No industry in America is more connected to a region of the country than the auto industry is to Michigan and Ohio. So it's no surprise that, as car manufacturers undergo a massive - and painful - restructuring, the two Rust Belt states are leading the nation in lost manufacturing jobs.

First Place Bank in Warren, Ohio, can't replace those jobs, but it is doing its part to renew some pride in the beleaguered car industry by stirring up interest in the Chevrolet Cruze, a new, fuel-efficient vehicle that is being manufactured at General Motors' Lordstown, Ohio, and Flint, Mich., plants.

Specifically the $4.3 billion-asset bank is running a sweepstakes in which it will award Cruzes to three lucky contestants in three Midwest markets hard hit by the recession. And though the bank won't be giving away the cars until May, the promotion is already generating considerable excitement in First Place's market - and driving significant foot traffic to its 44 branches in Ohio and Michigan.

To get the word out First Place is running ads on television and in local newspapers and magazines. The ads, which were produced in tandem with Contemporary Design Group in Cleveland, feature a note from First Place chief executive Steven Lewis on the value of community banking and how important the auto industry is to the area.

In an interview, Lewis said it's "silly" that community banks in the region haven't had more of a relationship with G.M. and other large manufacturers. One of the key aims of the campaign is to win the loyalty of G.M. employees and, as part of the Cruze promotion, the bank is sending representatives to the G.M. plants to solicit customers.

"I think it's stupid that we have a lot of sizable organizations in that community and they end up doing business with somebody out of town," Lewis says. "Why shouldn't I promote the Cruze? Why shouldn't they allow me to come in and solicit their employees for banking relationships? Everybody wins in that relationship."

How many employees actually open accounts with First Place remains to be seen, but Tom Mock, a spokesman for the Lordstown plant, says that the campaign has certainly helped boost employee morale.

"It's been a tremendous asset in terms of uplifting our workforce here," he says. "The bank has gone about saluting our workforce for the great job that they're doing and how proud they are to partner with us."

Karl Barnhart, managing director for New York-based marketing company CoreBrand, is from Butler, Pa, which is a short drive from Warren. He says the promotion is a "terrific" way for the embattled auto and financial services industries to prop themselves up.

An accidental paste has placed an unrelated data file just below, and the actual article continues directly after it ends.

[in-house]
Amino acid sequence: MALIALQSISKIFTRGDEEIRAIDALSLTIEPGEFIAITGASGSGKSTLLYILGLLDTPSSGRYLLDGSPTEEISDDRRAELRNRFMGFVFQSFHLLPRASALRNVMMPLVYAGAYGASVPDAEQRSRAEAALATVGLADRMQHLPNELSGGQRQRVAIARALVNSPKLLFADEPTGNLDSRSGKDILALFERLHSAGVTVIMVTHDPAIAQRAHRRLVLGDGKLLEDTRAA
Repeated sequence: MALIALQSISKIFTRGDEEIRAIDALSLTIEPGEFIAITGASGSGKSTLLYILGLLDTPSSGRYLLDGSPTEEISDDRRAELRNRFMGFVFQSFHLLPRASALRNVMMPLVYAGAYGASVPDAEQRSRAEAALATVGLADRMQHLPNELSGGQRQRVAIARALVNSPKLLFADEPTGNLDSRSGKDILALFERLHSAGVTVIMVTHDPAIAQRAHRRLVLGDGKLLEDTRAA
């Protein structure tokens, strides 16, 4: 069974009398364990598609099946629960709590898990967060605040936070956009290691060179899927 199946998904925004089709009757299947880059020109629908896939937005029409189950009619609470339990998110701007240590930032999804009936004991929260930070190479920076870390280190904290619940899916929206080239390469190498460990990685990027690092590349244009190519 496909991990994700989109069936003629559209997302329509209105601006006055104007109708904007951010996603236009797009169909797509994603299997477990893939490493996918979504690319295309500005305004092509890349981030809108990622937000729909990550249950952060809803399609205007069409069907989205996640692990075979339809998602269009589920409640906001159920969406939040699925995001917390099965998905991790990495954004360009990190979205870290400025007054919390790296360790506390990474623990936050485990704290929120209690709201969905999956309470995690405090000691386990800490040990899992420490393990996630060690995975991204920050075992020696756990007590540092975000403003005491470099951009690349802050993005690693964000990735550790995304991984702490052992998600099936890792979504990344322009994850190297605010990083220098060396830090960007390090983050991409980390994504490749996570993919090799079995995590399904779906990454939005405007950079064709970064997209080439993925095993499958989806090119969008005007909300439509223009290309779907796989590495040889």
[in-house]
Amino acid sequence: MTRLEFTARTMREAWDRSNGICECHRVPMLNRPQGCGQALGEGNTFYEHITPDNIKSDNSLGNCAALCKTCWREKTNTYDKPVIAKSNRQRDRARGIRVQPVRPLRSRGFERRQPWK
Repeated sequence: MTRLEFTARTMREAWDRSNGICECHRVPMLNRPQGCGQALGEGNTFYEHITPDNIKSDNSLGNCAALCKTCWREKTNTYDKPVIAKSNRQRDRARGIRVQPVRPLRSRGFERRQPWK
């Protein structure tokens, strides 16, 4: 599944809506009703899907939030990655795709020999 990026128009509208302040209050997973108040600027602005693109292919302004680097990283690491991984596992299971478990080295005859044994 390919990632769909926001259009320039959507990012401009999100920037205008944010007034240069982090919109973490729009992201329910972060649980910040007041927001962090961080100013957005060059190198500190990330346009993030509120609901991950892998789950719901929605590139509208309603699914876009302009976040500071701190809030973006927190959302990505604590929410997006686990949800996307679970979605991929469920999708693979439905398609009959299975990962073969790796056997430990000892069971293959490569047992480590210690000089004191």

"The Warren area has been devastated by the declines in the auto industry and is reeling from the collapse of the financial markets brought on by the mortgage mess," he says. "This promotion helps attack two problems at once: It helps build confidence in a local bank while restoring hope in the American auto industry. It's a really clever idea."

The promotion works like this: Each month through April, First Place will draw one name in each of the three markets that the bank serves - Youngstown, Cleveland and Detroit - and give the winners a car key. Then in May, First Place will hold three different events, one in each market, where the 24 qualifiers will see if their key is the one that unlocks the Cruze's door.

In the first months after the promotion was launched, the Web site, RaceToFirstPlaceBank.com, received some 18,000 hits, on average, per week. Applicants, though, cannot enter the sweepstakes online; all entry forms must be brought into a bank branch, and in the first month the bank received about 25,000 entry forms.

"From a business perspective, we want to drive people into our branches," Lewis says. "We use the term 'take us for a test drive.'"

Lewis says it's too soon to tell if the promotion has led to any meaningful boosts in deposits. Still, while added deposits would be nice, the ultimate goal is to build brand awareness.

"When a customer becomes dissatisfied with their financial institution, when there's another merger taking place, who's the first institution top of mind when they are looking to change their relationship?" he says. "We're all trying to achieve that kind of awareness and I can't think of any promotion that we've done in the last 25 years that has created more brand awareness than this campaign has."

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